Reviews of Attainable Hi-Fi & Home-Theater Equipment


Reviews of Attainable Hi-Fi & Home-Theater Equipment

To Jeff Fritz,

I appreciated your review of the Aperion Audio Verus Grand speakers. I have never heard them, but I have heard the B&W 803s. I own the Legacy Focus HDs that are about 15 years old. I am shopping for another set of mains for a basement system or to replace the Focus and move them to the basement. I love the Focus but won't pay their new, much higher price tag. I have been studying the Aperion line and the Swans line. Do you have experience with the Swans speakers and do you have an opinion or recommendation? Thanks so much and I look forward to your reply.

Greg Martinette

Yours is an interesting position. Your older Legacy speakers were highly regarded in their day and the new ones also look quite good. But, yes, they are more expensive than they were back then and are also quite a bit more expensive than the most expensive Aperion loudspeaker.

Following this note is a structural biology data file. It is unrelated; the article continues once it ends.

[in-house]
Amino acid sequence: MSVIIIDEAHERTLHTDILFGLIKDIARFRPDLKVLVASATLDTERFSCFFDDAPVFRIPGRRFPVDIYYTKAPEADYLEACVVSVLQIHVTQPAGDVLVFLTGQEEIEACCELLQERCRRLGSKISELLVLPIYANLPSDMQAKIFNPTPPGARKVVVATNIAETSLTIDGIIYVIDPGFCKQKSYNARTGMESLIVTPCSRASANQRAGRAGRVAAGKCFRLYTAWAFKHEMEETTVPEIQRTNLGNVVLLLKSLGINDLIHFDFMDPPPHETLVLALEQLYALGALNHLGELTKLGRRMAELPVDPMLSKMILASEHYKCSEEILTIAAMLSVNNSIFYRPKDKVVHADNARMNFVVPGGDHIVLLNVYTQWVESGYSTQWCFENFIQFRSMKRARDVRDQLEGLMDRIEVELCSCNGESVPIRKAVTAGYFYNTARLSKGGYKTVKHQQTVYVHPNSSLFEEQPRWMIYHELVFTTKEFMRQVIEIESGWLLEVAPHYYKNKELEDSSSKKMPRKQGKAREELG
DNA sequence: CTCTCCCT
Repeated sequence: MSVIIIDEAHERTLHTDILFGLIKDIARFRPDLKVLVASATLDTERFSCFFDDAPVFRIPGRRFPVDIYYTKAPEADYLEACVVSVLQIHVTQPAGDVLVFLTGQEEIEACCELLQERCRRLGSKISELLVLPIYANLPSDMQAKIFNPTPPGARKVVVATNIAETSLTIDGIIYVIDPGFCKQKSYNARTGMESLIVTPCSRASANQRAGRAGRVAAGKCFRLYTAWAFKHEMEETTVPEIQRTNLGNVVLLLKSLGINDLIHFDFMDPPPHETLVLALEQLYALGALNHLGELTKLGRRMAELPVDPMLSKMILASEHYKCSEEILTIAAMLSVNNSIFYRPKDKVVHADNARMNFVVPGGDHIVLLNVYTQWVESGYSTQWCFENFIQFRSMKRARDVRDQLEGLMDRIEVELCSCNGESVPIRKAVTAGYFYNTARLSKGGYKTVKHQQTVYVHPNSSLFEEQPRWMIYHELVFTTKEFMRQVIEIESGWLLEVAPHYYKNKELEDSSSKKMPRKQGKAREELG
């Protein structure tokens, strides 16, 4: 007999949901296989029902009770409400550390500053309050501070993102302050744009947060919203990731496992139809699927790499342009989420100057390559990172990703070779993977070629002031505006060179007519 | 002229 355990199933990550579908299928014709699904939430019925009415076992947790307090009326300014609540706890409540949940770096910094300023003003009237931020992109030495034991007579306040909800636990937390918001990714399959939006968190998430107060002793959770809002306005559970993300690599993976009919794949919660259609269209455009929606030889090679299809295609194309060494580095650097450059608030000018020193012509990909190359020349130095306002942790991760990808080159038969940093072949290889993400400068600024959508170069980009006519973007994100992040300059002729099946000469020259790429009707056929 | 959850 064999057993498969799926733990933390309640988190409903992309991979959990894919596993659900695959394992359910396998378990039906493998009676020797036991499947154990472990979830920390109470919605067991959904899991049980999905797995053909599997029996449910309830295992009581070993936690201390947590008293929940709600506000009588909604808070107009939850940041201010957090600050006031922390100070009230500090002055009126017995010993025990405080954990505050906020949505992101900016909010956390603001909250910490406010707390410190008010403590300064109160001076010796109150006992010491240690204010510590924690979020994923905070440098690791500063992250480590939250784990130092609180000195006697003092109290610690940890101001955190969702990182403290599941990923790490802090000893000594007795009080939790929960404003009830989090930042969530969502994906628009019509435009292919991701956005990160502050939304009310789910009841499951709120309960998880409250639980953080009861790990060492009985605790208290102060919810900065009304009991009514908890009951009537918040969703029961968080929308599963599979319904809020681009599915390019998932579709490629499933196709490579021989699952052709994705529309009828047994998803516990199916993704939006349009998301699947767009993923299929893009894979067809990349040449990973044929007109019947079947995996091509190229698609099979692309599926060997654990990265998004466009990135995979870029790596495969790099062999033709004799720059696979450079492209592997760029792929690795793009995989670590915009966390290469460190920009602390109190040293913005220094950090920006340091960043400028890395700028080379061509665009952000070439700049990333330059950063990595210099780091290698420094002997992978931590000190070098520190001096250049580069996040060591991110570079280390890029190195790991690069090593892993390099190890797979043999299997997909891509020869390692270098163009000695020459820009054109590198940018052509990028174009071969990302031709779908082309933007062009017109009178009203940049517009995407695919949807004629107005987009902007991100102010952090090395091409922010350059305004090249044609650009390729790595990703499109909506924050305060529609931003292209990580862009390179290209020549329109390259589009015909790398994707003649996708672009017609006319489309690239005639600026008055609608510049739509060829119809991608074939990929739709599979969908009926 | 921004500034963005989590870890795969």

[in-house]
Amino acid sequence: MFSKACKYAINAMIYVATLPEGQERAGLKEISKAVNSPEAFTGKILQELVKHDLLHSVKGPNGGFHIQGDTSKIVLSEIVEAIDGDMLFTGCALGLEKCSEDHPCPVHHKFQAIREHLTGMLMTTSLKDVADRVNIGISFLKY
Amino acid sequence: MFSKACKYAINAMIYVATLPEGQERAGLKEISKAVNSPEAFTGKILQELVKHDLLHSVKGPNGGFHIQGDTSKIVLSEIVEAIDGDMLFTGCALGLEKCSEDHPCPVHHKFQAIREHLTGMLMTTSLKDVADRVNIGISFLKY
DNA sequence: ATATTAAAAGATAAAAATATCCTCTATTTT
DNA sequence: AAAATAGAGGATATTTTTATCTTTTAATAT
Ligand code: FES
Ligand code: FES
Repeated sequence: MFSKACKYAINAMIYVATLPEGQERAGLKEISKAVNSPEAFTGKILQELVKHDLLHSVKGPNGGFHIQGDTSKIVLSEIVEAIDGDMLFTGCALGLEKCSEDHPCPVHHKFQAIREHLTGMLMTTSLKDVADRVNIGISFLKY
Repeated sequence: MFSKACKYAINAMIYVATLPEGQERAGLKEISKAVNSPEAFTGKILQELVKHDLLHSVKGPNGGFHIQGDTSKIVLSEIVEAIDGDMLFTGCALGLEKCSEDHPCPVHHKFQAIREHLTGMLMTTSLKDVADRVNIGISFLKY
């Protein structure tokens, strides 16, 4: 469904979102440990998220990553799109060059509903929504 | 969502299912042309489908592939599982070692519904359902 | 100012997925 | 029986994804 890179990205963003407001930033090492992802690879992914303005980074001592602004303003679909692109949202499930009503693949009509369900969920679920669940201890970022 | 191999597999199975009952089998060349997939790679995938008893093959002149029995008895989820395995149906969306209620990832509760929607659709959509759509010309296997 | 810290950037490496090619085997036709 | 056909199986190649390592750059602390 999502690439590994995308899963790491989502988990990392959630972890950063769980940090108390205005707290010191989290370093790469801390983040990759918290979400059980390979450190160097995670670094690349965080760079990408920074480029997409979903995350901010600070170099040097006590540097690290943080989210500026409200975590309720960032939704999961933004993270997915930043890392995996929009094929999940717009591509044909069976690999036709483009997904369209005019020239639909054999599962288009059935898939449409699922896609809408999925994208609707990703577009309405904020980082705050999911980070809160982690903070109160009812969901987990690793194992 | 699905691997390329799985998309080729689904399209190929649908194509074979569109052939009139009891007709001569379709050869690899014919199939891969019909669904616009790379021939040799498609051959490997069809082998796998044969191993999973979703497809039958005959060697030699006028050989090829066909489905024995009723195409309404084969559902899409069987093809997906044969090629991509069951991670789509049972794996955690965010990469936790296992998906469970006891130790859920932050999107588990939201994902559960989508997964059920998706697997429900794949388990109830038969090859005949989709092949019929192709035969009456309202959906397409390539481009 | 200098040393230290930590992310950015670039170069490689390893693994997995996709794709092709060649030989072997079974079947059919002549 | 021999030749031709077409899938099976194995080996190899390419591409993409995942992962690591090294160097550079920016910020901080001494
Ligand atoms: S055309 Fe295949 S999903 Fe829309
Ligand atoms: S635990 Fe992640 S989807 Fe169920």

Loudspeaker design -- particularly as applied to the drive units -- has undergone an evolutionary improvement process over the last 15 years of which the Aperion speakers are a fine example. For instance, their new tweeter design (the Axially Stabilized Radiator) is certainly quite a bit better than the tweeter in the old Focus you have. So I have no doubt that the Verus Grand can better your Focus in the high frequencies, and maybe mids too. My concern would be the bass. The Focus is a much larger speaker with multiple large-diameter drivers. The Aperion is still a relatively compact floorstander. I don’t think the Aperion would have the oomph in the bass that you would want. However, there is a secret weapon at Aperion: their Bravus line of subwoofers that were designed to mate well with their loudspeakers.

I'd put the Aperion Versus Grands and a well-integrated Bravus sub (or better yet, two) against the old Legacy Focus speakers any day and expect a wipe-out. If you can swing it, I think the Aperion combo will make you very happy. I have no experience with the Swans line. . . . Jeff Fritz